Text of Daily Mass Readings:
Sunday March 29th (Palm Sunday of the Lord’s Passion)
Monday March 30th
Tuesday March 31st
Wednesday April 1st
Thursday April 2nd (Holy Thursday)
Friday April 3rd (Good Friday)
Saturday April 4th (Holy Saturday)
Sunday April 5th (The Resurrection of the Lord | The Mass of Easter Day)
Annunciation will be holding Stations of the Cross during Lent on Friday evenings in the Upper Church at 7:30 p.m.
Palm Sunday, March 29th
(Simple Blessing of Palm at all Masses)
Saturday - 5:00 p.m.
Sunday - 7:30, 9:00, 10:15, 11:30 a.m., 12:45 & 5:00 p.m.
Palm will be distributed at all the Masses
Reconciliation Monday, March 30th
3:00 p.m. to 5:00 p.m.
7:00 p.m. to 8:00 p.m.
Wednesday, April 1st
10:00 a.m. -- Prayer Service with Stations of the Cross for School Children (parishioners welcome)
Holy Thursday, April 2nd
9:00 a.m. Mass for School Children and Parishioners (for those parishioners unable to attend the celebration of the Lord’s Supper in the evening)
6:00 p.m. - Solemn Mass of the Lord’s Supper and Procession
7:00 p.m. - Midnight Adoration at Altar of Reposition (Lower Church)
Good Friday, April 3rd
3:00 p.m. - Solemn Liturgy of the Passion and Death of Our Lord
7:30 p.m. - Stations of the Cross and Homily
8:15 p.m. to 9:00 p.m.
Holy Saturday, April 4th
7:30 p.m. - Solemn Easter Vigil Ceremony and Mass
11:00 a.m. to 12:00 noon
4:00 p.m. to 5:00 p.m.
There is no 5:00 p.m. Mass on Holy Saturday
Easter Sunday, April 5th
7:30, 9:00, 10:15, 11:30 & 12:45
There will be 2 Masses at 10:15 a.m.:
Upper Church: Children’s Choir
Lower Church: Traditional Music
The Easter Bunny will visit after the 10:15 a.m. Masses.
Please note: There is no 5:00 p.m. Mass on Easter Sunday.
To listen to a podcast of the readings for daily Mass, click the link below and then select the date of the reading you wish to hear. Podcast
Today is Palm Sunday, the beginning of Holy Week 2015. It starts with the triumphal entry into Jerusalem and ends with the tragic death on Calvary.
In a sense, it is very strange that this week should be called “holy”. As we walk through it – and I hope we all will – unfolding before our eyes will be a scene of deception and dishonor, betrayal and denial, political expedience and religious corruption, all of which culminates in the greatest crime of all history – the death of God’s Son. Judged by the scenery, this could easily be called anything but holy. But the strength and courage of one man – Jesus – took those seven days of shame and transformed them into Holy Week. In the Garden of Gethsemane Jesus prayed to be spared the shame and suffering of the cross, but He closed His prayer with the most meaningful sentence: “Not my will but yours be done”.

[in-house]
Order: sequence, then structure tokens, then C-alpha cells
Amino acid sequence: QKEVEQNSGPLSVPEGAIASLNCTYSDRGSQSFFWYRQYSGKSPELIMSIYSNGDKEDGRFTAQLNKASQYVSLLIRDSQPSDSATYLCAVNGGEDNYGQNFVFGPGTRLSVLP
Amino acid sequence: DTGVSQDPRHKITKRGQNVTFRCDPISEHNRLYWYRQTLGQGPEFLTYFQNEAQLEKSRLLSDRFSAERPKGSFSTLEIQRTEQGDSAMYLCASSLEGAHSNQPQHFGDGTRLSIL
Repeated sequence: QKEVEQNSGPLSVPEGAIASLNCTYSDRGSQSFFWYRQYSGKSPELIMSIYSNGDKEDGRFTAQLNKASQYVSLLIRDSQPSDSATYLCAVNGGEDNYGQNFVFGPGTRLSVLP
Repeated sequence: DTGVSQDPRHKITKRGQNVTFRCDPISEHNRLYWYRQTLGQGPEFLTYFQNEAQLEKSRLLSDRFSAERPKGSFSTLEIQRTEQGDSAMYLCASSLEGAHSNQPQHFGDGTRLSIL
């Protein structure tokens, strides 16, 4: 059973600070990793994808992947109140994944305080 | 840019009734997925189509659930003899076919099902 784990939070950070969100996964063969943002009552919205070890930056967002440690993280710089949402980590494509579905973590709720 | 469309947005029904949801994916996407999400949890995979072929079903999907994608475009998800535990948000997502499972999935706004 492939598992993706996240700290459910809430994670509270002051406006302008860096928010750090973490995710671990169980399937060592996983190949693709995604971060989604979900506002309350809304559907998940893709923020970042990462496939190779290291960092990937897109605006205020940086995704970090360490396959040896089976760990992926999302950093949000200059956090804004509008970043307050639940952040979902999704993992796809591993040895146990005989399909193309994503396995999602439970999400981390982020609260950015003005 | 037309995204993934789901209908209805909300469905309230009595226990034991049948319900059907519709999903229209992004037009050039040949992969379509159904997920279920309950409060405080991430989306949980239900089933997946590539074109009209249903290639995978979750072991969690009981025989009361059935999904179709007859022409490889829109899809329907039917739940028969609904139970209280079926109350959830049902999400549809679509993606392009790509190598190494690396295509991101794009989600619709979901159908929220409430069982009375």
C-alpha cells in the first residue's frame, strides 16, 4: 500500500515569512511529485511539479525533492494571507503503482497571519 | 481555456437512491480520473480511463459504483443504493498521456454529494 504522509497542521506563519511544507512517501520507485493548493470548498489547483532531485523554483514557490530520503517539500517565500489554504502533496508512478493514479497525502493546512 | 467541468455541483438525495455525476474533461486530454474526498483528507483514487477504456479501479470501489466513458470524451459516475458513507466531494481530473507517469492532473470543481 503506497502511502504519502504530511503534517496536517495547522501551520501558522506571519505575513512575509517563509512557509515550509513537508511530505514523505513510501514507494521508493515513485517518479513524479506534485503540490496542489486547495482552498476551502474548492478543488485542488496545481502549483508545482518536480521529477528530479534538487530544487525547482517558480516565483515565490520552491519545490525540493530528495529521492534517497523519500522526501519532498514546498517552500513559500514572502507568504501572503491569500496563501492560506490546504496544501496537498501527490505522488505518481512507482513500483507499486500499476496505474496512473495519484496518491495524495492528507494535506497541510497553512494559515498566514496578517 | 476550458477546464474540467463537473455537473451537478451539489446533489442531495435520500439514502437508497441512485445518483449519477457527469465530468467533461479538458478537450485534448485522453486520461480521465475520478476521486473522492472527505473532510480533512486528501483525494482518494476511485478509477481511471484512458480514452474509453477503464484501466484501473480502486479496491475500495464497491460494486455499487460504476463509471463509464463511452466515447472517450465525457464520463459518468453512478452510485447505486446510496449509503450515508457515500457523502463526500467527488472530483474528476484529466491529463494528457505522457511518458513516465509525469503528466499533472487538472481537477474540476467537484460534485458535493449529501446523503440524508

All of His life Jesus had practiced and preached faith in God the Father. He believed that the same God who feeds the birds and dresses the flowers could be trusted for the daily necessities of life. He told the story about a father who met his wayward son with open arms and welcomed him back into the family. Jesus believed that God could be trusted to forgive and accept even the worst of sinners.
Trust in God, the Father, had always been a part of Jesus’ life, as natural it seemed as breathing. But the real test came that night in the garden of Gethsemane. It is one thing to trust God amid the flowers of Galilee; it is another thing to trust God under the shadow of the cross. It is one thing to trust God in the good times; but it is another thing to trust Him in the bad times.
In the Bible, we find many examples of these two kinds of faith – those who trust God when all was going well, and those who turned to Him and trusted Him – even when life seemed to have caved in on them. The first kind of faith doesn’t mean much unless it carries over into the second. Anyone can trust God in fair weather; the real test comes in the storm.
In the Old Testament, the Book of Daniel tells a moving story of three young men who passed that test. The King of Babylon built a golden statue and ordered all the people of Israel to bow down and worship it. Shadrach, Meshach and Abednego, being three faithful young men, refused to obey that order. The King was furious and threatened to throw them into a fiery furnace. And here is what these three young men replied: “Our God is able to deliver us and will deliver us; but even if He does not, we will never bow down”. That is unconditional faith. A faith we all need and a faith we need to transmit to the young today.
But the supreme example of faith in the midst of adversity is found in Jesus during Holy Week. In the garden of Gethsemane Jesus faced the cross for our salvation and prayed “Father, if it be your will, take this cup from me; yet not my will but yours be done”. His unwavering faith in God took those seven days of shame and transformed them into Holy Week.
So our faith ought to tell us that God is indeed our loving Father and that He will never stop loving us no matter what we do or have done. He is always there for us and He is ever eager to accept, to forgive and to save. So keep on trusting in God. Keep on placing your unwavering trust in Him. You will never be disappointed. A Blessed Holy Week!
Father Robert F. Grippo
O God, throughout the ages you have called women and men to pursue lives of perfect charity through the evangelical counsels of poverty, chastity, and obedience. During this Year of Consecrated Life, we give you thanks for these courageous witnesses of Faith and models of inspiration. Their pursuit of holy lives teaches us to make a more perfect offering of ourselves to you. Continue to enrich your Church by calling forth sons and daughters who, having found the pearl of great price, treasure the Kingdom of Heaven above all things. Through our Lord Jesus Christ, your Son who lives and reigns with you in the unity of the Holy Spirit, one God, for ever and ever.